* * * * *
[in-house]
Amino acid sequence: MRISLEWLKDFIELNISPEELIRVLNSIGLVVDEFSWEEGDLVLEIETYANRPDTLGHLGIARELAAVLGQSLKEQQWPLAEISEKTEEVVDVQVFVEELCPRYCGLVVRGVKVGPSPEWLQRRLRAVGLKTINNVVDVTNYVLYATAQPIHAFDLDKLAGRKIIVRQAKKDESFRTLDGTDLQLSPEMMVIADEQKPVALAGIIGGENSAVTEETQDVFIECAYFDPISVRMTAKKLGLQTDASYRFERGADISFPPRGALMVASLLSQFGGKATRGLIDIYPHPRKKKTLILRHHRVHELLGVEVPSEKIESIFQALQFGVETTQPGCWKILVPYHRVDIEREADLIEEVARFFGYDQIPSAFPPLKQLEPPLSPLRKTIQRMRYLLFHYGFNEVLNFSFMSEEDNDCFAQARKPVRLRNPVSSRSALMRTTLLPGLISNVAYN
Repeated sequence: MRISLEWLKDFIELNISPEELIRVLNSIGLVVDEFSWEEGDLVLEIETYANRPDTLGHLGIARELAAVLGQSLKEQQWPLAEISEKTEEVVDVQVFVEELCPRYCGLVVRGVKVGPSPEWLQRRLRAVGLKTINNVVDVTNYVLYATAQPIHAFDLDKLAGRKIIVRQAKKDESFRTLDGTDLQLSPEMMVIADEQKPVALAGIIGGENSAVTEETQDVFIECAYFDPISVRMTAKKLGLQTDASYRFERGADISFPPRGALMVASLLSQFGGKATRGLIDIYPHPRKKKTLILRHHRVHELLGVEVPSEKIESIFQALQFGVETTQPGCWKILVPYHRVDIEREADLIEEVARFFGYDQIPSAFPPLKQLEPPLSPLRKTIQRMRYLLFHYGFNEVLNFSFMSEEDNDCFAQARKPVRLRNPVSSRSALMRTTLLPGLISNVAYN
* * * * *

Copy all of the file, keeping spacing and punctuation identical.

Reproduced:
[in-house]
Amino acid sequence: MRISLEWLKDFIELNISPEELIRVLNSIGLVVDEFSWEEGDLVLEIETYANRPDTLGHLGIARELAAVLGQSLKEQQWPLAEISEKTEEVVDVQVFVEELCPRYCGLVVRGVKVGPSPEWLQRRLRAVGLKTINNVVDVTNYVLYATAQPIHAFDLDKLAGRKIIVRQAKKDESFRTLDGTDLQLSPEMMVIADEQKPVALAGIIGGENSAVTEETQDVFIECAYFDPISVRMTAKKLGLQTDASYRFERGADISFPPRGALMVASLLSQFGGKATRGLIDIYPHPRKKKTLILRHHRVHELLGVEVPSEKIESIFQALQFGVETTQPGCWKILVPYHRVDIEREADLIEEVARFFGYDQIPSAFPPLKQLEPPLSPLRKTIQRMRYLLFHYGFNEVLNFSFMSEEDNDCFAQARKPVRLRNPVSSRSALMRTTLLPGLISNVAYN
Repeated sequence: MRISLEWLKDFIELNISPEELIRVLNSIGLVVDEFSWEEGDLVLEIETYANRPDTLGHLGIARELAAVLGQSLKEQQWPLAEISEKTEEVVDVQVFVEELCPRYCGLVVRGVKVGPSPEWLQRRLRAVGLKTINNVVDVTNYVLYATAQPIHAFDLDKLAGRKIIVRQAKKDESFRTLDGTDLQLSPEMMVIADEQKPVALAGIIGGENSAVTEETQDVFIECAYFDPISVRMTAKKLGLQTDASYRFERGADISFPPRGALMVASLLSQFGGKATRGLIDIYPHPRKKKTLILRHHRVHELLGVEVPSEKIESIFQALQFGVETTQPGCWKILVPYHRVDIEREADLIEEVARFFGYDQIPSAFPPLKQLEPPLSPLRKTIQRMRYLLFHYGFNEVLNFSFMSEEDNDCFAQARKPVRLRNPVSSRSALMRTTLLPGLISNVAYN